Antonio Wendell Chase, incarcerated in the St. Mary’s County Jail in Leonardtown, Md., was represented by La Plata attorney Hammad Shaikh Matin when he was Indicted by States Attorney Richard Fritz and a Circuit Court Grand Jury on April 11, 2017, after an investigation by St. Mary’s Deputies Pesante, Whipkey, Godwin, Meyer, and Moses. Charges: possession of drugs other than marijuana. Court records show that after Discovery of evidence was provided to the defense attorneys that Fritz dropped the charges on July 14, 2017. Common reasons for dropping charges include a police officer being found planting evidence, as in Baltimore City; evidence being lost while in police custody; the defendant rolling over on his fellow drug dealers and providing bigger fish to prosecutors in a deal made by his high-powered criminal defense attorney paid for from his own funds rather than relying on the taxpayer-provided public defenders.
Javon Lyzell Dickens, 27, of 17558 Piney Point Road, Piney Point, Md., was indicted by the St. Mary’s County Grand Jury on July 5, 2017, at the direction of St. Mary’s States Attorney Richard Fritz. Dickens hired Maryland Senate President Thomas E. “Mike” Miller as his attorney to fight the charges of possession and distribution of drugs.
Joseph Lee Tapponier, of 22510 Sotterly Road, Hollywood, Md., is represented by Leonardtown attorney Dan Slade, who enjoys a reputation for springing his clients with little or no jail time by wheeling and dealing with States Attorney Fritz. Charges were brought against Tapponier for alleged offenses that took place on Feb. 2, 2017. Charges: possession of more than 10 grams of
marijuana and possession of drugs with the intent to distribute. A jury trial is set for Aug. 31, 2017, in St. Mary’s Circuit Court.
Joseph Tyrone Holton, of 40420 Parsons Mill Road, Leonardtown, Md., was indicted on drug possession and distribution charges by the St. Mary’s County Grand Jury on April 11, 2017. Deputies Tirpak, Labanowski, Pesante, Meyer, Moses, and Whipkey were involved in the original offense which court records show took place on Jan. 28, 2017. Suitland attorney, Joseph Vallario Jr., represents Holt with a jury trial set for Aug. 31, 2017.
Wilfredo Vasquez, 59, of 22100 Point Lookout Road, Leonardtown, Md., was indicted by the St. Mary’s County Grand Jury on July 11, 2017, for distribution and possession of drugs. The charges are related to alleged offenses which took place on Feb. 22, 2017, and trial are set for Nov. 8, 2017.
James Richard Nelson Jr., of 21091 Jenna Court, Lexington Park, Md., was indicted by the St. Mary’s County Circuit Court Grand Jury on July 13, 2017, with charges of possession of heroin with the intent to distribute, possession of a firearm by a restricted person and use of a gun in a drug trafficking crime. The indictment is based on allegations of offenses which took place on Jan. 17, 2017. A hearing is set for Aug. 24, 2017.
JUNKIES ARE DROPPING LIKE FLIES AS THEY VOLUNTARILY TAKE DANGEROUS DRUGS IN ST. MARY’S COUNTY
2017 Overdose Deaths
St. Mary’s racks up first carfentanil death
Carfentanil and Other Drugs in Disguise
LEONARDTOWN, MD – The St. Mary’s County Health Department reported on July 3, 2017, that St. Mary’s County continues to experience a tragic and deadly opioid drug epidemic. Opioid drug intoxication deaths in the county have involved prescription opioids, heroin, fentanyl, and now carfentanil. Most St. Mary’s County opioid related drug intoxication deaths thus far in the calendar year 2017 have involved fentanyl.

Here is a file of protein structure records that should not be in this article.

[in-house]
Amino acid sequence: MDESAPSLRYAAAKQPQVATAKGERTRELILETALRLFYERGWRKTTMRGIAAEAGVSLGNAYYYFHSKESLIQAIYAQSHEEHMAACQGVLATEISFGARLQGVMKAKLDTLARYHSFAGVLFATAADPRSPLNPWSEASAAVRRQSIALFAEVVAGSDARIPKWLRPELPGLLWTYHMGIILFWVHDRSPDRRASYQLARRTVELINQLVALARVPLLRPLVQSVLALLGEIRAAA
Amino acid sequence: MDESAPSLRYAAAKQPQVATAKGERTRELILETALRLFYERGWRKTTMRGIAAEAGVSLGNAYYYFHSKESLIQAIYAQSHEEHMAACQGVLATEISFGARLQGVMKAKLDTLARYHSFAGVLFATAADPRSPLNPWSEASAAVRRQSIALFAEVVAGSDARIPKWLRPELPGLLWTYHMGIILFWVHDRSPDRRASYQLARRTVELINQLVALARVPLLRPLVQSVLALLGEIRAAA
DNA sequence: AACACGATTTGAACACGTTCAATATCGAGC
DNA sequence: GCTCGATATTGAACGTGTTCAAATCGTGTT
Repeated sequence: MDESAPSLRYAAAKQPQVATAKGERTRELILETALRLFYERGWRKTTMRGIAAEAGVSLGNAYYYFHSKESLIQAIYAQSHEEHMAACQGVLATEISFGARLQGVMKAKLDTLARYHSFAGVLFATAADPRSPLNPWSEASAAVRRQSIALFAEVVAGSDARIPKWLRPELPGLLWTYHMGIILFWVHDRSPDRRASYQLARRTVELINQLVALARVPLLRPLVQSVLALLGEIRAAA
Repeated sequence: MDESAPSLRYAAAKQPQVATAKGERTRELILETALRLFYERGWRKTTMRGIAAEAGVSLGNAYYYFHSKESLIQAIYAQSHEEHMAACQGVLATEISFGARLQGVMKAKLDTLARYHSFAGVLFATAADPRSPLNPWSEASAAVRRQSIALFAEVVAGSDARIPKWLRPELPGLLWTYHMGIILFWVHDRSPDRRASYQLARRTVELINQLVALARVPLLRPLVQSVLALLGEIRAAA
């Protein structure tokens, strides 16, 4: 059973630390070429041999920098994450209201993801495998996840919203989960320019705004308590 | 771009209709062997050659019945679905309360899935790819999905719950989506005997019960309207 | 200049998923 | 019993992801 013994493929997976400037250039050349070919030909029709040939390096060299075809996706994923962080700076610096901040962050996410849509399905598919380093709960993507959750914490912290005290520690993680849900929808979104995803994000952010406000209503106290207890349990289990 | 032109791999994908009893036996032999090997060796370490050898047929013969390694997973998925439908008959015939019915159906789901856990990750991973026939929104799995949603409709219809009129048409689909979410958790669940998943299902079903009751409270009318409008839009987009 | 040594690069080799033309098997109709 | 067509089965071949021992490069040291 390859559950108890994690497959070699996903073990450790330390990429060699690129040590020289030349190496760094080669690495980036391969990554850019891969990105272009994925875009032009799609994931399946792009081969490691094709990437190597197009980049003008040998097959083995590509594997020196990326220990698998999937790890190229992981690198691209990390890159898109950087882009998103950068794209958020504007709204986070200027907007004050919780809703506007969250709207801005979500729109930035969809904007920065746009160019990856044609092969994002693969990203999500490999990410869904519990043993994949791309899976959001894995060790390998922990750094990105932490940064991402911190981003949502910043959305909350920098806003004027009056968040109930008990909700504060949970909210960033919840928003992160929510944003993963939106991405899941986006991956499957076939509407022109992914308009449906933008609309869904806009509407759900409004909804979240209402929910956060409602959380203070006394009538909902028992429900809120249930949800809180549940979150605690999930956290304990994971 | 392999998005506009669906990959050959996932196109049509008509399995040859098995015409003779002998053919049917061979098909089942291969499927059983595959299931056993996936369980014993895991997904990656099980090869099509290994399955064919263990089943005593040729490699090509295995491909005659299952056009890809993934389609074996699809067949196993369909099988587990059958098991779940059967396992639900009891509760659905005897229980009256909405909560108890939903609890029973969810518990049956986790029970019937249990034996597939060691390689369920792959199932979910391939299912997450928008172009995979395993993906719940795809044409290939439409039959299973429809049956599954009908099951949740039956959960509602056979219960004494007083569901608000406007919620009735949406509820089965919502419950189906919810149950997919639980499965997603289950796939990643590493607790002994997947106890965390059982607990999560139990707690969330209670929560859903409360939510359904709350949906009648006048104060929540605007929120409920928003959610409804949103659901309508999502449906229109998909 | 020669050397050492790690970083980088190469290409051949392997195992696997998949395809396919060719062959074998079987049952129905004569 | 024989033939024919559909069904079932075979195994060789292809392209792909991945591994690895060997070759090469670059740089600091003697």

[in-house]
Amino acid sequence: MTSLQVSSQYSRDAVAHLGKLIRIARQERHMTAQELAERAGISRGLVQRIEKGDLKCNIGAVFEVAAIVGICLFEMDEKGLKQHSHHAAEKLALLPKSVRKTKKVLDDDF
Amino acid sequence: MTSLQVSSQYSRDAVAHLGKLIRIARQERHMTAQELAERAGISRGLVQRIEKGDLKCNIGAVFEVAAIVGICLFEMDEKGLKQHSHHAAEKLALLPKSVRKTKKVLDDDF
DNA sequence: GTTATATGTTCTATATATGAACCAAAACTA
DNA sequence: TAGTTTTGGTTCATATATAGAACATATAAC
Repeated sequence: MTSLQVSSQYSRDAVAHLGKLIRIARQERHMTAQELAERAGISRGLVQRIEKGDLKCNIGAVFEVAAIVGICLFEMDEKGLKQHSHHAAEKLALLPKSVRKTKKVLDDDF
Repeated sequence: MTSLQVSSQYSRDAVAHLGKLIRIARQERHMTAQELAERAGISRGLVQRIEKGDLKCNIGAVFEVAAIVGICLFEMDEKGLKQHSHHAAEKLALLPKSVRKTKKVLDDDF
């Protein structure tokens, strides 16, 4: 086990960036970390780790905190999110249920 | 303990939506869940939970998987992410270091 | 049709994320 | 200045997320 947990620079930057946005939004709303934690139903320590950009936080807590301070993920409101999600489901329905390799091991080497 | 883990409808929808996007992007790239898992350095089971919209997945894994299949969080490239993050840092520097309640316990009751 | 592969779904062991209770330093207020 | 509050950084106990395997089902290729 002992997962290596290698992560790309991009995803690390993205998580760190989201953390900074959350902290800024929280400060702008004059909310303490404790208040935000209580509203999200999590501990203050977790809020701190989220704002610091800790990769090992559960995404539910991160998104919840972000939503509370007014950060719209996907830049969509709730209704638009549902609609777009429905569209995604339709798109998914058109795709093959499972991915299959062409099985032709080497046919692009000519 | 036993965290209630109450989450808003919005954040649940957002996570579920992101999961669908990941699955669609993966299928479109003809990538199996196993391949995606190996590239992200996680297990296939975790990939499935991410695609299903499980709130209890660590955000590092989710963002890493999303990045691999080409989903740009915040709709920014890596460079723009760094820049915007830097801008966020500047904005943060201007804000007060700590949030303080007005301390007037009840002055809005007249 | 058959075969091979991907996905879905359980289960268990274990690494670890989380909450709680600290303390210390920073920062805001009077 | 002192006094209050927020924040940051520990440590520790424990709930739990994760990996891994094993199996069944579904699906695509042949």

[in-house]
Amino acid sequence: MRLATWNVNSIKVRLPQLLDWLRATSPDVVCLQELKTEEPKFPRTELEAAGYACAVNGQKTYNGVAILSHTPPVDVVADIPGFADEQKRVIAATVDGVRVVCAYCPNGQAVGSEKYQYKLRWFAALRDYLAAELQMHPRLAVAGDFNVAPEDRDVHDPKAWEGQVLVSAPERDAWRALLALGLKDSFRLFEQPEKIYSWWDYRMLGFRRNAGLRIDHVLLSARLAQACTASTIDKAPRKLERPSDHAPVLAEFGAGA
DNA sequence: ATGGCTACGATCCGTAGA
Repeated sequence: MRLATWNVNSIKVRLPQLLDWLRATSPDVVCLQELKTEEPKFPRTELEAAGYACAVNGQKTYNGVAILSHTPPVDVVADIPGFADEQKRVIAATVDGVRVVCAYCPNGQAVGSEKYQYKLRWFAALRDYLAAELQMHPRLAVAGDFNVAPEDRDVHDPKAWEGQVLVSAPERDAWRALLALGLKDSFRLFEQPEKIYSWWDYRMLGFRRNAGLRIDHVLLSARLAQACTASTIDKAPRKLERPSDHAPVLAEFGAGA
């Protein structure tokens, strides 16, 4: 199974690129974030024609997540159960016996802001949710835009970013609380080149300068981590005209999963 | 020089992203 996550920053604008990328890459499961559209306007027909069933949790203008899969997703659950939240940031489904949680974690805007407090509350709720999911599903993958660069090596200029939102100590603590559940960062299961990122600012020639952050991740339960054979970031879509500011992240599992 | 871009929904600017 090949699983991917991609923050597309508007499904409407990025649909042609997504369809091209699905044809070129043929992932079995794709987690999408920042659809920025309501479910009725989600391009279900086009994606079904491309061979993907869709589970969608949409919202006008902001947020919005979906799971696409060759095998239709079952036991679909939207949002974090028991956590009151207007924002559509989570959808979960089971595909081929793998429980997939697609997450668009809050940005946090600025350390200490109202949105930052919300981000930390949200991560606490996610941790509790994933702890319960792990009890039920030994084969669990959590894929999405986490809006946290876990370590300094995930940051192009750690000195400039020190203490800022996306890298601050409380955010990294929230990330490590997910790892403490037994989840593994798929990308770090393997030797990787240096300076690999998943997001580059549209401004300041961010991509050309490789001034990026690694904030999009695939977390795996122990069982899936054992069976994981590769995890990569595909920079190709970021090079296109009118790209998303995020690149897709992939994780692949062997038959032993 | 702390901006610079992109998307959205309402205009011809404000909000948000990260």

The first drug intoxication fatality related to carfentanil in St. Mary’s County was identified in June 2017. To date, there have been 35 confirmed drug intoxication deaths related to carfentanil in Maryland. Carfentanil has been traditionally utilized as a tranquilizer for large animals (e.g., elephants) and is about 100 times more potent than fentanyl, which itself is several times more potent than heroin and morphine. Even very tiny amounts of fentanyl and carfentanil can cause a person to die.
Naloxone (“Narcan”) may help reverse the breathing problem that an opioid overdose creates and can save a person’s life. However, sometimes even multiple doses of naloxone are not enough to save the life of a person overdosing on opioids such as fentanyl and carfentanil.
Fentanyl or carfentanil may be lacing drugs that are sold on the street as heroin or other drugs. Counterfeit oxycodone pills containing fentanyl or carfentanil have also been identified in Maryland communities. Sometimes drug sellers and drug buyers may not be aware that the drugs they are dealing with contain these very lethal opioid drugs of fentanyl or carfentanil.
U-47700 is another synthetic opioid drug that has been associated with less than 20 fatalities in Maryland thus far. It is also known as “Pink” or “U4” and has been identified as being far more potent than morphine. As with fentanyl and carfentanil, U-47700 may be disguised in drugs sold on the street as heroin, fentanyl, or prescription opioids.
Prescription drugs should only be used when medically prescribed to you and when dispensed by a state licensed pharmacist. Drugs obtained on the street or the internet, even those sold as prescription drugs, may be laced with incredibly lethal opioids such as fentanyl, carfentanil, and U-47700.
The health department urges anyone using opioid drugs for non-medical purposes and anyone concerned about their drug use to seek an immediate medical assessment. Effective treatment is available and can restore your life. Get you or your loved one the help they need from a substance use treatment provider.
Learn more and get help to find a treatment provider at www.smchd.org/opioid or by calling (301) 475-4330.